Peer instruction versus class-wide discussion in large classes: a comparison of two interaction methods in the wired classroom

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Abstract

Following concerns about the poor conceptual understanding shown by science students, two US research groups have been experimenting with the use of 'classroom communication systems' (CCSs) to promote dialogue in large classes. CCS technology makes it easier to give students immediate feedback on concept tests and to manage peer and class discussions. Improvements in conceptual reasoning have been shown using these methods. However, these research groups have each piloted different discussion sequences. Hence, little is known about which sequence is best and under what circumstances. This study compares the effects of each sequence on students' experiences of learning engineering in a UK university. The research methods included interviews, a survey and a critical incident questionnaire. The results demonstrated that the type of dialogue and the discussion sequence have important effects on learning. The findings are discussed in relation to social constructivist theories of learning and in relation to the implications for teaching in wired classrooms.
LanguageEnglish
Pages457-473
Number of pages16
JournalStudies in Higher Education
Volume28
Issue number4
DOIs
Publication statusPublished - Oct 2003

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instruction
communication system
classroom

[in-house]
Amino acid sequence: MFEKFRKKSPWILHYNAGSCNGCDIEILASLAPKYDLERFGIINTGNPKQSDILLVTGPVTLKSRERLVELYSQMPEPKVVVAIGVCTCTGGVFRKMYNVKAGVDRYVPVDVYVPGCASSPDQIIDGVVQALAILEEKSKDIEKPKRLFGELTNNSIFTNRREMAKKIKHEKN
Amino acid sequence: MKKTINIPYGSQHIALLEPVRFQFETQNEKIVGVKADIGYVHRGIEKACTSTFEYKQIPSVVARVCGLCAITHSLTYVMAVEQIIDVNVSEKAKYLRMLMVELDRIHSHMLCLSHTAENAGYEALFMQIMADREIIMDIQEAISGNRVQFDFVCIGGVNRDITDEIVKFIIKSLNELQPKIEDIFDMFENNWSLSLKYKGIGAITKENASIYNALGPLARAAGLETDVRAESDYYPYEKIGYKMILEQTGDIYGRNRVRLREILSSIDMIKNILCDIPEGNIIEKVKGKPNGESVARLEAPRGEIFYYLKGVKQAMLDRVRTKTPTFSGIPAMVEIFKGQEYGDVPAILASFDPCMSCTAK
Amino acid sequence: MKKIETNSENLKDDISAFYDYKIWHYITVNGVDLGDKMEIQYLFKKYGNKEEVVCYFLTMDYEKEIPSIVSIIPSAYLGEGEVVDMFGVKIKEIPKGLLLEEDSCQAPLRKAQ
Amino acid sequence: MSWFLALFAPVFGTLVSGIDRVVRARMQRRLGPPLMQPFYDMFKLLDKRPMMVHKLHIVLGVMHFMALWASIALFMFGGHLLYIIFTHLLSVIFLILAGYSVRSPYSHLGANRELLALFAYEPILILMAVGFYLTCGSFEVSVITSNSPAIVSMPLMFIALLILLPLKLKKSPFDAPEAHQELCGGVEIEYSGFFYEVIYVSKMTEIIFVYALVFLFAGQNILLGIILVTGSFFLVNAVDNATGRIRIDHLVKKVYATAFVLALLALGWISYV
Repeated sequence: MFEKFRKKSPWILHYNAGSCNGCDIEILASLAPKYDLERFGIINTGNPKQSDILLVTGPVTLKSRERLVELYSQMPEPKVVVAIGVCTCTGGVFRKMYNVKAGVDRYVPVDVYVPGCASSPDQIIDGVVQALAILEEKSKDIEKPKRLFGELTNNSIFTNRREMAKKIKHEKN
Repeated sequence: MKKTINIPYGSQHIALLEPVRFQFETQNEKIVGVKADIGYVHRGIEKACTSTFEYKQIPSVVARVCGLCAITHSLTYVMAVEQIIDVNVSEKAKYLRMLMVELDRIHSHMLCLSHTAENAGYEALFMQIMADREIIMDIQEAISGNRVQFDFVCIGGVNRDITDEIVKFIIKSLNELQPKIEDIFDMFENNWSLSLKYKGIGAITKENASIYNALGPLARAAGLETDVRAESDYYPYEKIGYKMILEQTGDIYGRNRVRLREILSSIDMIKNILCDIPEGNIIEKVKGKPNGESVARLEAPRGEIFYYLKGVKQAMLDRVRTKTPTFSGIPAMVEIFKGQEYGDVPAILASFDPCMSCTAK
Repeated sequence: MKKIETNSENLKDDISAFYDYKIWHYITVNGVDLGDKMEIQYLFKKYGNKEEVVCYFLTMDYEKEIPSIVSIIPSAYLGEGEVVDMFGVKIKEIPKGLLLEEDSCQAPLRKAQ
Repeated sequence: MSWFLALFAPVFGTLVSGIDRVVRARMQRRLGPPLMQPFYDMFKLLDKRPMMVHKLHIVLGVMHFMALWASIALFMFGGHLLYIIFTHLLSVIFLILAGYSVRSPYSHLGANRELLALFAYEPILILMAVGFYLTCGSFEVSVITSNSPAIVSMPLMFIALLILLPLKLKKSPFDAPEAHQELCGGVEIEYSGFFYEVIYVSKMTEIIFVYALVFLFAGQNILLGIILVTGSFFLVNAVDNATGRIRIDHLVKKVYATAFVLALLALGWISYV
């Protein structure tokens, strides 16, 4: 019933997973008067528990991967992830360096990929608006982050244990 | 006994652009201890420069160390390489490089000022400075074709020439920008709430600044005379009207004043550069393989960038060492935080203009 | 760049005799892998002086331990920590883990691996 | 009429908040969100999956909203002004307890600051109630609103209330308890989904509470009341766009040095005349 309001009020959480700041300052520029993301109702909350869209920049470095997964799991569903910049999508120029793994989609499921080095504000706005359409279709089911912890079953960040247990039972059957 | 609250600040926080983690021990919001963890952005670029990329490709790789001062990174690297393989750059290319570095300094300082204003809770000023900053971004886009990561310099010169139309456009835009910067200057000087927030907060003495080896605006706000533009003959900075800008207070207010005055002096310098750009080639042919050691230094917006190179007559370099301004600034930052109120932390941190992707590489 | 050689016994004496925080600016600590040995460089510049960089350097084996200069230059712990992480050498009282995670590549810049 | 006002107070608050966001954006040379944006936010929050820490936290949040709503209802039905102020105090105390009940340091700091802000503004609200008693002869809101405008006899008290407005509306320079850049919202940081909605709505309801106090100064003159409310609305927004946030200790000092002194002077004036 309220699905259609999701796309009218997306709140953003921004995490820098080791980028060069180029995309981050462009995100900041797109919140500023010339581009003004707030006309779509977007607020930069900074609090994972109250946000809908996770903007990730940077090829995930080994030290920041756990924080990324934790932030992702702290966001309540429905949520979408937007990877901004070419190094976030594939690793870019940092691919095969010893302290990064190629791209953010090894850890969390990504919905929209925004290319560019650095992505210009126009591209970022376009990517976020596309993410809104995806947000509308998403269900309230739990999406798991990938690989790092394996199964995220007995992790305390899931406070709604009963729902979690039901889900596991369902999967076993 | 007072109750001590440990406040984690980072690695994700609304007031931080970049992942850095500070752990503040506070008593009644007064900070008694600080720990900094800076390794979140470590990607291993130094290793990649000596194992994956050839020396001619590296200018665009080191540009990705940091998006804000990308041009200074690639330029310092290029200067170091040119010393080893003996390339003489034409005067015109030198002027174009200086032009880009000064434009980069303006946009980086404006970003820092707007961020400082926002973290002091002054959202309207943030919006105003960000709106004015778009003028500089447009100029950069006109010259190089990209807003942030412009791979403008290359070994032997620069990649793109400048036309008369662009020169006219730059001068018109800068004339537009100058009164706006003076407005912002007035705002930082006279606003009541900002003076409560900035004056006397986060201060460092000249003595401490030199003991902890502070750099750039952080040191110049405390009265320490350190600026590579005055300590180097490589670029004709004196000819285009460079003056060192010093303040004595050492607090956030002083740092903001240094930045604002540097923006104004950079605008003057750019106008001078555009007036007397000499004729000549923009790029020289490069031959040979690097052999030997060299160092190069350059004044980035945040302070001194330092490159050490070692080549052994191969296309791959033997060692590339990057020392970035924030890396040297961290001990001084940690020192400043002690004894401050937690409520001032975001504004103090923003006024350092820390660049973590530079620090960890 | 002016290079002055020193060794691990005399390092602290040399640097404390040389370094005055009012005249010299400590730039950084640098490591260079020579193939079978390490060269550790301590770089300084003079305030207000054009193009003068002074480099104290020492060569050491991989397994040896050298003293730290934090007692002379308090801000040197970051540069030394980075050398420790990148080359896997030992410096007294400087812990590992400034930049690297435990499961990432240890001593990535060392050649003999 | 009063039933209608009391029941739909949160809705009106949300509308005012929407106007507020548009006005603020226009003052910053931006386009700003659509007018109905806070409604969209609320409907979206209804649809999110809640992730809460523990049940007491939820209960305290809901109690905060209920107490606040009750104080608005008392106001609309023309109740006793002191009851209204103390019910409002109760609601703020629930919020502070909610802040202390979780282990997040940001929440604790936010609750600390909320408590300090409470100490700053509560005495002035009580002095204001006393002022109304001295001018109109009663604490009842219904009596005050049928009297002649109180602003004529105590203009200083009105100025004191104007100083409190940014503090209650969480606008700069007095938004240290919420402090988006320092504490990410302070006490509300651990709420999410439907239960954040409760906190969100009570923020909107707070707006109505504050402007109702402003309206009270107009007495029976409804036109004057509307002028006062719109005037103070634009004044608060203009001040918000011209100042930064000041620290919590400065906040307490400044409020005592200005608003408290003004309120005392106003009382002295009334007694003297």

interaction
dialogue
learning
student
research method
incident
Group
engineering
questionnaire
university
Teaching
interview
science
experience

Keywords

  • education
  • peer instruction
  • interaction methods
  • wired classroom
  • information and communications technology

Cite this

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abstract = "Following concerns about the poor conceptual understanding shown by science students, two US research groups have been experimenting with the use of 'classroom communication systems' (CCSs) to promote dialogue in large classes. CCS technology makes it easier to give students immediate feedback on concept tests and to manage peer and class discussions. Improvements in conceptual reasoning have been shown using these methods. However, these research groups have each piloted different discussion sequences. Hence, little is known about which sequence is best and under what circumstances. This study compares the effects of each sequence on students' experiences of learning engineering in a UK university. The research methods included interviews, a survey and a critical incident questionnaire. The results demonstrated that the type of dialogue and the discussion sequence have important effects on learning. The findings are discussed in relation to social constructivist theories of learning and in relation to the implications for teaching in wired classrooms.",
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AB - Following concerns about the poor conceptual understanding shown by science students, two US research groups have been experimenting with the use of 'classroom communication systems' (CCSs) to promote dialogue in large classes. CCS technology makes it easier to give students immediate feedback on concept tests and to manage peer and class discussions. Improvements in conceptual reasoning have been shown using these methods. However, these research groups have each piloted different discussion sequences. Hence, little is known about which sequence is best and under what circumstances. This study compares the effects of each sequence on students' experiences of learning engineering in a UK university. The research methods included interviews, a survey and a critical incident questionnaire. The results demonstrated that the type of dialogue and the discussion sequence have important effects on learning. The findings are discussed in relation to social constructivist theories of learning and in relation to the implications for teaching in wired classrooms.

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